In the first minutes of 4 August 1914, with the expiry of Prime Minister Herbert Asquith’s ultimatum to Germany to withdraw from Belgium, the British found themselves at war. Future Prime Minister Winston Churchill described the moment; “Along the Mall from the direction of the Palace the sound of an immense concourse singing ‘God save the King’ flouted in. On this deep wave there broke the chimes of Big Ben; and, as the first stroke of the hour boomed out, a rustle of movement swept across the room. The war telegram, which meant, “Commence hostilities against Germany”, was flashed to the ships and establishments under the White Ensign all over the world.”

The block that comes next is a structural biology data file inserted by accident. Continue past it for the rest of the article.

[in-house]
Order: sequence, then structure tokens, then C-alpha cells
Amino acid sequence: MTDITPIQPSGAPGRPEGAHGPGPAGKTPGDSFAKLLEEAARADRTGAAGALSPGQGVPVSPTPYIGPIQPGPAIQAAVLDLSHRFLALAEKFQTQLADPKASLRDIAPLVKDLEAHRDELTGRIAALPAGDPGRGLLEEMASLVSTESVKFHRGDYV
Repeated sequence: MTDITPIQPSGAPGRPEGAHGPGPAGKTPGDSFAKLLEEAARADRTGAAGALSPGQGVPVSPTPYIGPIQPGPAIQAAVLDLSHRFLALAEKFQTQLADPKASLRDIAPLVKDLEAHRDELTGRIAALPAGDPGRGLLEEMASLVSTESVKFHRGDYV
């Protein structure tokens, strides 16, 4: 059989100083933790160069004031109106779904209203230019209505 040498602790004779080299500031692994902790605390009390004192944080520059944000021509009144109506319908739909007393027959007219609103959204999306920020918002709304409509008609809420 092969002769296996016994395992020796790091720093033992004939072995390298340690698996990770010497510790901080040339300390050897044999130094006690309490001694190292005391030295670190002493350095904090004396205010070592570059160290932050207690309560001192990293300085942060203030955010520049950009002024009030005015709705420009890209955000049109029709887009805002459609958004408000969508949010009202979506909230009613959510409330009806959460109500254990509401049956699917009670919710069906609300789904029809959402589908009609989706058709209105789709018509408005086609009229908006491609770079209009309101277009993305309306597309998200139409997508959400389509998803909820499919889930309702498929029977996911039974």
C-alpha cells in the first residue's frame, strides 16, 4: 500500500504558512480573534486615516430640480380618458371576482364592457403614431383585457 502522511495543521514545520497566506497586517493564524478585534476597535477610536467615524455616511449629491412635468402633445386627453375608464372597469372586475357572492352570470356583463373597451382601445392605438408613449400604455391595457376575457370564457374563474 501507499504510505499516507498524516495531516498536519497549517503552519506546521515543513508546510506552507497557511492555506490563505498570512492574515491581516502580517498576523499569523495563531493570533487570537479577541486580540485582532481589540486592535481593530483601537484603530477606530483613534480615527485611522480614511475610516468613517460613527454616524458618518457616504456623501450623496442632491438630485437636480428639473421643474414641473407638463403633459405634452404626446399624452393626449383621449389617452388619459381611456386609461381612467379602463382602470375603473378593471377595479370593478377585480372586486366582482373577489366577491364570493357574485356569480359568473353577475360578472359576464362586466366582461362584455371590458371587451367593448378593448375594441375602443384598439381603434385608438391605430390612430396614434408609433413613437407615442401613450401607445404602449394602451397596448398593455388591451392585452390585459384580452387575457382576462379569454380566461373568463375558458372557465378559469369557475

A hundred years later the outbreak of war, and the hostilities that followed, have not been forgotten. Never Such Innocence is an organisation that drew together many of the commemorative threads to ensure that all of Britain’s young people had an opportunity to engage with this reflective process. At the forefront of this was their nationwide First World War art and creative writing competition.
On May 21, 2015, after an opening address by NSI founder Lady Lucy French, great grand-daughter of the commander-in-chief of the British Expeditionary Force in 1914, Field Marshal Sir John French, Jonathan Kajoba took to the stage in the Jones Day conference rooms, London, to receive his runner-up prize from Brigadier David Ross CBE.
Jonny’s entry Shellshock had caused quite a stir amongst the judges, who commented on how incredibly evocative it was of the feelings of those young soldiers who found themselves unwittingly in Flanders, rifle in hand. Jonny’s considerable smile lit up the room as he received a truly deserved round of applause from, assembled audience, invited dignitaries, and, of course, proud mother and proud history teacher; well-done Jonathan.